Drug companies in the United States have slashed the number of sales jobs in the last decade, leaving the remaining 80,000 drug reps with the challenge of reaching prescribers more effectively with fewer resources. Obamacare, pharmaceutical advancements, and policy changes are flipping the sales process on its head, impacting the way drugs are introduced to healthcare professionals (HCPs)
Where have all the sales reps gone?
As happens in rapidly developing industries and markets, there is often a push-pull that resets the selling environment. In healthcare, the advent of more and more specialized pharmaceutical products calls for more specialized relationships between reps and their physician audiences. Specialized markets may mean smaller, more targeted patient and physician groups that are easily accessed in large metro areas, but not necessarily in outlying regions.
If the push side of the equation has to do with changes in pharmaceutical company priorities, changes on the pull side speak to increased limitations placed on sales visits to HCP practices. With low-see or no-see conditions set by physicians, or the healthcare systems for which they work, even highly populated markets may suffer from limited time in which a rep and practitioner can develop a working relationship.
Filling the Gap
The gnawing question becomes: how can sales reps maintain continuity and value when conditions seem to be working against these very qualities? The answer lies in filling this gap with high-value, personalized interactions that can be delivered through the digital channel. This solution contains many a booby trap. Are the targeted physicians reading email? On what devices? At what time and on what day? What high-value content will encourage them to engage in the email channel?
There are three key factors that successfully connect HCPs to the sales process:
Know the digital habits of your HCPs
There is evidence that email marketing is positioned favorably in the changing landscape of pharmaceutical sales.
In a recent study that polled members of Sermo, the largest physician-only online community, 68% of physicians said that they prefer to receive information about emerging products from pharmaceutical companies through email. Another survey, conducted by Pharma Leaders, revealed that most doctors find email content with educational materials and case studies valuable, as it helps them evaluate which products are more suited for their patients.
Knowing when a particular specialty tends to open emails (i.e., day of week and time of day) allows a sales rep to send email when they will have the greatest probability of an open. And, email marketers know: no open, no click through or other response.
Understanding the behavior of your audience will influence how the email is created. Since more than 60% of HCPs are reading emails on a mobile device, the layout and landing pages must be optimized for mobile devices. More and more pharmaceutical marketers and their agencies have come to learn that it's no longer enough that the company website is responsive to mobile devices; email must be optimized for mobile, or campaign results will suffer.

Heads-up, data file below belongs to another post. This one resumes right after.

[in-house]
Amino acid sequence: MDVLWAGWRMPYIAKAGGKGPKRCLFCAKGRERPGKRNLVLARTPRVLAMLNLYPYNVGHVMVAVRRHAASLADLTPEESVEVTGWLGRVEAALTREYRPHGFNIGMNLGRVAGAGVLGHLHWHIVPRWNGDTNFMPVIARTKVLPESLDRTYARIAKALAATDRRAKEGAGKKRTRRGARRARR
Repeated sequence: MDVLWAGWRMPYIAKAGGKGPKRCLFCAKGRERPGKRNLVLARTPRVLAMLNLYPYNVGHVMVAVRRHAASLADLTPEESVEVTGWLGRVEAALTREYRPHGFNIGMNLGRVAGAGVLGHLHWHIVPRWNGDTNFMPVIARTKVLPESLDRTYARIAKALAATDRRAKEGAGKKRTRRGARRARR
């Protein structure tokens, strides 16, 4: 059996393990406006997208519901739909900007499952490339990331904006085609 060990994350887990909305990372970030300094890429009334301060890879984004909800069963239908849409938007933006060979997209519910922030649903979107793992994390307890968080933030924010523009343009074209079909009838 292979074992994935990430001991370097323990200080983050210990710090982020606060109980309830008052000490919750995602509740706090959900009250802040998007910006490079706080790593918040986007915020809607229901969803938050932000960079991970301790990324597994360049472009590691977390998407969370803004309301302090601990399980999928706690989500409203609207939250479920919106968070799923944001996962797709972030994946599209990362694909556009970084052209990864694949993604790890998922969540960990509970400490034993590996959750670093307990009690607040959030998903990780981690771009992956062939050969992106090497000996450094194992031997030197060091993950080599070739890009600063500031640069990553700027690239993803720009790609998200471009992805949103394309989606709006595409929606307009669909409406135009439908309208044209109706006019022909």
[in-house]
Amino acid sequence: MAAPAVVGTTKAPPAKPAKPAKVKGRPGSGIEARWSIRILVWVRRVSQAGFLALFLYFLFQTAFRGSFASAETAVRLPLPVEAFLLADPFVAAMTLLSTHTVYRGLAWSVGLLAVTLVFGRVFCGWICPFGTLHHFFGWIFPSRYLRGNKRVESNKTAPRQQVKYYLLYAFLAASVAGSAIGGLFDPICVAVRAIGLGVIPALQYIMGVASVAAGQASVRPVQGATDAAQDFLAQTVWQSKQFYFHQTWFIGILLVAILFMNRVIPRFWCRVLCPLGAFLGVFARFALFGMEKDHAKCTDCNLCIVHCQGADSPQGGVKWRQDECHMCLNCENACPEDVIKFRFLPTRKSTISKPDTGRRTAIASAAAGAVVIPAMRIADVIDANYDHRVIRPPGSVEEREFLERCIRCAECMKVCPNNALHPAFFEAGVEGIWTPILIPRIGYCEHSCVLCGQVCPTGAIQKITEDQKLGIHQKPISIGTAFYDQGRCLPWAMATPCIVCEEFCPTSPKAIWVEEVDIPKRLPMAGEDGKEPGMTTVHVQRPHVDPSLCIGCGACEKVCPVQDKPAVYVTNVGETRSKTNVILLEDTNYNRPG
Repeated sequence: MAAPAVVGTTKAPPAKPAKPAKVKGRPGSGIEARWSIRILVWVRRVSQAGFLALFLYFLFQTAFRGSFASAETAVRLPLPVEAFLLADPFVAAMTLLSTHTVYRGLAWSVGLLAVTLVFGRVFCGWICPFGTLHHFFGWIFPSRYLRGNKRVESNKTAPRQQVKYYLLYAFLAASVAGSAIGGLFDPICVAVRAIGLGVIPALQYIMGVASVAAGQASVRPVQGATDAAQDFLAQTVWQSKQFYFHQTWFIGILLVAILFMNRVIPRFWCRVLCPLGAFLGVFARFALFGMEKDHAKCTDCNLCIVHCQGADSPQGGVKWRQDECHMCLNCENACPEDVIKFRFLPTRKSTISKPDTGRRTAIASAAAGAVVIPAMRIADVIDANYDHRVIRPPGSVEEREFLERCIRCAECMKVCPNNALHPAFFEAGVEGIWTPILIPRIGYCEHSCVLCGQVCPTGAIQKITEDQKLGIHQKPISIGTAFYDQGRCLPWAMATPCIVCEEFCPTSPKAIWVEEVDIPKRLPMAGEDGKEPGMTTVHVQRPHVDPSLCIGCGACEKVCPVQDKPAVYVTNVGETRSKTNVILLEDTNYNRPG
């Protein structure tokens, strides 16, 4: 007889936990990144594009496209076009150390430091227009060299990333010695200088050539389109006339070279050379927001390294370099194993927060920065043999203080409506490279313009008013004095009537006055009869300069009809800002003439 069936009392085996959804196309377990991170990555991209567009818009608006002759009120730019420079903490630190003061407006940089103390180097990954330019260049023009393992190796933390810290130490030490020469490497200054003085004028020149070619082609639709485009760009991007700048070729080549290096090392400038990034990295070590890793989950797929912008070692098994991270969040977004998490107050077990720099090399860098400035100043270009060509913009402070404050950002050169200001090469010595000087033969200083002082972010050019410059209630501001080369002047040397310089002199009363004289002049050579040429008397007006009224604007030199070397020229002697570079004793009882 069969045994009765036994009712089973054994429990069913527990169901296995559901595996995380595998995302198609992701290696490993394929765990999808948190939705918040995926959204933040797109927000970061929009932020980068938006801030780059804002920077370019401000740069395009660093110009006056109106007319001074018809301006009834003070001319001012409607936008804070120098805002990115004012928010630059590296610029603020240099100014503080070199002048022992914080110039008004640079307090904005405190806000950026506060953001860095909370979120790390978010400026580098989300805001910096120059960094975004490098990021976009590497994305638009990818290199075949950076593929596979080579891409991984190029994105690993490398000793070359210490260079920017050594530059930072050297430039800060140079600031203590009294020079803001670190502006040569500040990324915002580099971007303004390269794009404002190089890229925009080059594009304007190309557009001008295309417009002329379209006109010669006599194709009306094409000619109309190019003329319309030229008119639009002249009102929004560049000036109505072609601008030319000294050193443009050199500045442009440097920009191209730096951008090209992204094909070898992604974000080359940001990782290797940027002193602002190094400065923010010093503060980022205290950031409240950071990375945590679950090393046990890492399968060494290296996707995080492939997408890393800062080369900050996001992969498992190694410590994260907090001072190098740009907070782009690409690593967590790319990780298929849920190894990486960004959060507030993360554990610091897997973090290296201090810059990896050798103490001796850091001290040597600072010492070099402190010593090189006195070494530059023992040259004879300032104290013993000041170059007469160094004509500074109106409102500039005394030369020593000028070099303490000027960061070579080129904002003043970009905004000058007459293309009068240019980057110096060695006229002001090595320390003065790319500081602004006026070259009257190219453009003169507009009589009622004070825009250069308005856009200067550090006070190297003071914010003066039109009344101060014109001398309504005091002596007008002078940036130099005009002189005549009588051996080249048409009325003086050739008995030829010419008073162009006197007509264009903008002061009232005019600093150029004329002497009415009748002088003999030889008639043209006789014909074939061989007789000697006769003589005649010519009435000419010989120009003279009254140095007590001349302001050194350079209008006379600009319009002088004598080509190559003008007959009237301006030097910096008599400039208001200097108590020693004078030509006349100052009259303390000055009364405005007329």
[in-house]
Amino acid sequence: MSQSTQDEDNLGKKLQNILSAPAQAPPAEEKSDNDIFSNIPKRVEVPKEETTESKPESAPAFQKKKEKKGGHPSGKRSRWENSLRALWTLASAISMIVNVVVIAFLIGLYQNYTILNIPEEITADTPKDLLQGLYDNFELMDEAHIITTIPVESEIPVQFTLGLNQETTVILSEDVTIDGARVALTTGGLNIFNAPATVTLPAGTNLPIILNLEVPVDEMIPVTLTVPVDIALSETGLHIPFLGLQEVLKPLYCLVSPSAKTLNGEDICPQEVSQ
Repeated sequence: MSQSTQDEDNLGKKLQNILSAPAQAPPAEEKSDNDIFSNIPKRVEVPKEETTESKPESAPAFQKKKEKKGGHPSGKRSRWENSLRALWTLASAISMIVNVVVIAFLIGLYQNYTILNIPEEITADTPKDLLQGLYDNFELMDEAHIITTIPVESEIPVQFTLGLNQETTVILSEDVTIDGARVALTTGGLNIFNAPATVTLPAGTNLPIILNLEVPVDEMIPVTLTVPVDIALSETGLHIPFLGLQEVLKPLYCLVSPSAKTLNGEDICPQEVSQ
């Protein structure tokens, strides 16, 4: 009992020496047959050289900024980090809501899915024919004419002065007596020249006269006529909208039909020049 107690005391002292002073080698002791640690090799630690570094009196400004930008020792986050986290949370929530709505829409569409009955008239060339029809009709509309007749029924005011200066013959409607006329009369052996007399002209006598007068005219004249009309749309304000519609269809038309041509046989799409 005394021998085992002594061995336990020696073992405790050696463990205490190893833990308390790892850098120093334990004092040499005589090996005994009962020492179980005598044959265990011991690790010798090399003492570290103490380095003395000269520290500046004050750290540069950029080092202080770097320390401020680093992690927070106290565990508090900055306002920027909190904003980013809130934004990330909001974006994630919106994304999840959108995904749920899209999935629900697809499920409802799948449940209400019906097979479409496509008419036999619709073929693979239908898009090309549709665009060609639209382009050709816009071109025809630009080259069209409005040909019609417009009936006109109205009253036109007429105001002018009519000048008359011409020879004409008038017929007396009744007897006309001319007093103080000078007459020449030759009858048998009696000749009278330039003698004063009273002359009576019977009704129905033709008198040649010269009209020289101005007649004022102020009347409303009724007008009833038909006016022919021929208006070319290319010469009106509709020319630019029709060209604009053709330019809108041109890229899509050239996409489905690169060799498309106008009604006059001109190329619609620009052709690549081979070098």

Know what types of information matter to your HCPs
An email program that augments the personal selling process relies on sales rep insights about the HCP audience. Sharing recent news or studies about a product, announcing a webinar opportunity, and recommending a sampling program all add value to the HCP. They are much more engaging than yet another description of product benefits and patient information. Just as a rep comes prepared for a personal selling appointment, these emails should be prepared to deliver high value without fluff, in order to truly work their magic.
Plotting out an email content calendar that accounts for annual conferences, product updates, patient outcome case studies, and other newsworthy opportunities allow the rep to plan visits and emails to work in tandem throughout the year. It also gives marketing the time to get email content through the medical-legal process. The end result is a pre-approved inventory of email templates that sales reps can use to continue the conversation with their target HCPs, even if it's not face to face.
The task here is to develop relevant, timely, and helpful content via email. Of course, testing what works over the course of a campaign can yield improved response rates as learning from one campaign informs the next.
An added value built into the very DNA of email is the ability to test critical, response elements in a campaign. For example, subject lines and preheaders influence open rates. If several versions can be tested across a sales organization, winning combinations can be implemented to great impact.
The key here is to plan ahead in order to have alternative email versions with different copy, calls to action, subject lines, and preheaders. All versions should be approved from the beginning of the first deployment, rather than starting from scratch, if one email does not yield expected results.
When marketing and sales work together to secure message consistency and high-value content, email can create and sustain relationships in an efficient, targeted manner.